The arguably most important kinds of sections in the first half of the novel are reminiscences of the narrator’s past in New York. It is these reminisces that the husband, reading the manuscipt/journal, objects to most strenuously, mostly on the grounds of jealousy. That’s because in them, the author/narrator remembers her time in independent publishing/translation, which involved sexual congress with a few different men. The main aspect of that narrative, however, is the author’s insistence on getting Gilberto Owen, an obscure (but real) Latino poet and ambassador, who was born in Mexico in 1904 and died in Philadelphia in 1952, translated. To achieve this goal, she invents a whole backstory for the poet, including a forged manuscript of translations, purportedly by the hand of fictional poet Joshua Zvorsky (a thinly veiled allusion to Louis Zukofsky, the great objectivist poet (listen here to Mark Scroggins discuss the poet)). On the back of Zvorsky’s good name, the translations (really done by the author), achieve great success until her conscience forces her to declare the forgery. The whole affair is done in really broad strokes, as far as the literary business is concerned. It’s hard not to think of the way critics and publishers fêted Bolaño and other writers not, maybe, all too interested in the accuracy of the biographical narratives offered. Yet Faces In The Crowd is not a satire. Luiselli is not really concerned with the whole business of hyping and publishing obscure writers for Western audiences. What she’s really interested in is her imagined figure of Owen. In order to make him attractive to her publisher, she invented a whole backstory for him that involved friendships with Lorca, “Zvorsky” and other greats of early 20th century poetry in New York. This led to her wish to write a novel about Owen, which is the project that she chronicles in her journals in present day Mexico City. The sections from that novel (or Owen’s imagined life?) are more expansive and imaginary than anything else in the book, and they dominate the second half of Luiselli’s novel. In the portions of the biographical novel, we learn of both Owen’s life in New York as well as of his final years in Philadelphia where he, according to our author/narrator, suffers from a mysterious illness that makes him lose weight without actually slimming down.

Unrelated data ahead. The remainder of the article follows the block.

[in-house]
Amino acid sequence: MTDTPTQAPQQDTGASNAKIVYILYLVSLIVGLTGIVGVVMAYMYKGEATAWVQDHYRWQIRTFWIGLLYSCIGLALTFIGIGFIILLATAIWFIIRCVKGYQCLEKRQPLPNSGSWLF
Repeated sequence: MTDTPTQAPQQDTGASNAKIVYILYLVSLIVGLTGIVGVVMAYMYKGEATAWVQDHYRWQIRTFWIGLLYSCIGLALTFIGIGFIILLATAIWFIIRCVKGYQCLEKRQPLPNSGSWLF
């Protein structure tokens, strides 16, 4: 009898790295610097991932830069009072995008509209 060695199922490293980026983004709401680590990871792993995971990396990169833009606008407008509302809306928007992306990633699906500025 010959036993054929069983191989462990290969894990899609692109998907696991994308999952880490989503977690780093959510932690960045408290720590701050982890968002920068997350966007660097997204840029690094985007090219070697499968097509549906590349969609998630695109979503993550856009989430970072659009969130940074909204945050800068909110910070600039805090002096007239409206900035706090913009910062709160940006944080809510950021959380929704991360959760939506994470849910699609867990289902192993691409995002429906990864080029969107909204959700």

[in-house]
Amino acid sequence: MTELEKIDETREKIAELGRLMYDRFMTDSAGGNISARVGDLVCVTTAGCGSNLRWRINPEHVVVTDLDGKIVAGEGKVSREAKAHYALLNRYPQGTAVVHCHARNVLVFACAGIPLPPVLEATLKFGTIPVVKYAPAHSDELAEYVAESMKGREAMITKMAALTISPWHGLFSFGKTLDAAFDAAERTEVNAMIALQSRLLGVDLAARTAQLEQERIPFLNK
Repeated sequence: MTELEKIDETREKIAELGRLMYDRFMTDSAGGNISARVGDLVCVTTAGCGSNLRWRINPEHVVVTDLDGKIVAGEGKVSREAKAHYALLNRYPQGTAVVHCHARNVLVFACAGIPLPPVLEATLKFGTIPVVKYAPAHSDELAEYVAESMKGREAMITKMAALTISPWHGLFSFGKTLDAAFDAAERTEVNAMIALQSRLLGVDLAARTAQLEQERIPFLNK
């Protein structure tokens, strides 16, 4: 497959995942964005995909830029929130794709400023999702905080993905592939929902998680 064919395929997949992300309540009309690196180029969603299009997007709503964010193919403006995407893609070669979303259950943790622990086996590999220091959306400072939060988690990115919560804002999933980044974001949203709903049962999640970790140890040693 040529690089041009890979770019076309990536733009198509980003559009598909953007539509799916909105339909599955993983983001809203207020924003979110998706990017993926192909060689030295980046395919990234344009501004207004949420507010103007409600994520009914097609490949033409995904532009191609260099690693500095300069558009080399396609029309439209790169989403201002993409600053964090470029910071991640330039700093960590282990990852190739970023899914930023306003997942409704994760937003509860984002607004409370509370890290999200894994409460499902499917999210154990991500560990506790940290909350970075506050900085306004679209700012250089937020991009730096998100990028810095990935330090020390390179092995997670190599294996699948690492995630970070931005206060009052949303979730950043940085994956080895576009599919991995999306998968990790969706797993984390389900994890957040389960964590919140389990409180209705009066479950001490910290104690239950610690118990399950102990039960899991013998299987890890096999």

I spent a lot of time explaining structure and plot of the book, but its real achievement is not in these elements. It’s in the way all of this works, and the way Luiselli references and uses literary history. One of the dominant images of the book is the phrase that has become the English title of the novel (the original one is Los Ingrávidos), taken straight from the famous Pound poem “In a Station of the Metro”
The apparition of these faces in the crowd:
Petals on a wet, black bough.
The poem is referenced almost in full twice and alluded to at other times, but Luiselli does not just use the image to explain the way she thinks of lives passing through time and appearing to people at other times, her use of the poem allows us to see how Pound’s literary theories are also part and parcel of how the novel itself is constructed. Pound’s poem, which I just quoted with a colon, has also (and is, these days, most frequently) been printed with a semicolon. What’s more, there are differently spaced versions. Pound revised the poem in multiple printings and, as many essays have shown (most succinctly perhaps a 1990 essay by Chilton/Gilbertson), these changes are in step with his different opinion on how to use the image. Commonly, we understand Pound’s career at that time to make a change from a movement called Imagism to a much less influential and shorter lived movement called Vorticism. Imagism is basically the idea of letting an image or an object speak for itself. The poem was inspired by Japanese poetry and the implicit metaphors or similes in them. The question of how explicit and implicit metaphors are is one that also concerns the Luiselli’s novel, which crawls with similes, some odd, some interesting, some flat. And there are various things. There are objects that mirror or represent people, there are similes, there are metaphors and maybe allegories. Luiselli runs the gamut of indirect ways of connection images and ideas. But Pound, in making the change to a semicolon and vorticism, starts moving away from the idea of an implicit simile and towards a “superposition” of ideas. Luiselli’s book moves from the indirect idea of grappling with her past and present life and Owen’s life to the full narratives of Owen’s life in the second half. People and lives appear in the ‘wrong’ time, like superpositions, as ghosts or faded images. What’s more is that Pound said of his poem that it recorded “the precise instant when a thing outward and objective transforms itself, or darts into a thing inward and subjective. “ In many ways, this also describes the process of the novel, as we move from a broad, tentative take on the process of writing about Owen and dealing with the author/narrator’s fascination for it, to a more fully subjective take on Owen, life and literary history.